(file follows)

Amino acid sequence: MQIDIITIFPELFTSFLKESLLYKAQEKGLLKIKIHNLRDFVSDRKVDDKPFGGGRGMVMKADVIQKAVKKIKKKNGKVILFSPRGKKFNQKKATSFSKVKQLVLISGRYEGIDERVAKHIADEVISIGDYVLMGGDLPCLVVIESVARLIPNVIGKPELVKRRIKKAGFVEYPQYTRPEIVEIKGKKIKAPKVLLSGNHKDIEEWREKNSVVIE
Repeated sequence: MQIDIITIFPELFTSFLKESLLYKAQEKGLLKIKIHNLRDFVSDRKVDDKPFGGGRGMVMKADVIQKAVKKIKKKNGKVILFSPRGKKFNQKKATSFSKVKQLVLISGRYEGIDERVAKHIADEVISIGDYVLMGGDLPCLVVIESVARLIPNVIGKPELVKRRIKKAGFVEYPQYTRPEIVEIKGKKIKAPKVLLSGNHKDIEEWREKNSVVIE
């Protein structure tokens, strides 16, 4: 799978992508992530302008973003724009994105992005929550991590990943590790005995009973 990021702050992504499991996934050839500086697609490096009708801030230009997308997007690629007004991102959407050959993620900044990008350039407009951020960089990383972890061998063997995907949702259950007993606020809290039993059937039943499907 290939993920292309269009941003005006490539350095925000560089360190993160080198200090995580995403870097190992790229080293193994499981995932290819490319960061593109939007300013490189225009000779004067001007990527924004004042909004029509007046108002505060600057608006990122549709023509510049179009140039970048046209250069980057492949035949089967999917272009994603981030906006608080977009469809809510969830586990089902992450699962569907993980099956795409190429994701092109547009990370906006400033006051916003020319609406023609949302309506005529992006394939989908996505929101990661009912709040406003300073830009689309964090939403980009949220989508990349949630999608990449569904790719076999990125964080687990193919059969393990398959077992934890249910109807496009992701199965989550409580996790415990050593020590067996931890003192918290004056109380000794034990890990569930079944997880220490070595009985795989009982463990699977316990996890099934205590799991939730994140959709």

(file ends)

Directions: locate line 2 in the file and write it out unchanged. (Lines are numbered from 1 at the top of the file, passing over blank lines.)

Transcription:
Repeated sequence: MQIDIITIFPELFTSFLKESLLYKAQEKGLLKIKIHNLRDFVSDRKVDDKPFGGGRGMVMKADVIQKAVKKIKKKNGKVILFSPRGKKFNQKKATSFSKVKQLVLISGRYEGIDERVAKHIADEVISIGDYVLMGGDLPCLVVIESVARLIPNVIGKPELVKRRIKKAGFVEYPQYTRPEIVEIKGKKIKAPKVLLSGNHKDIEEWREKNSVVIE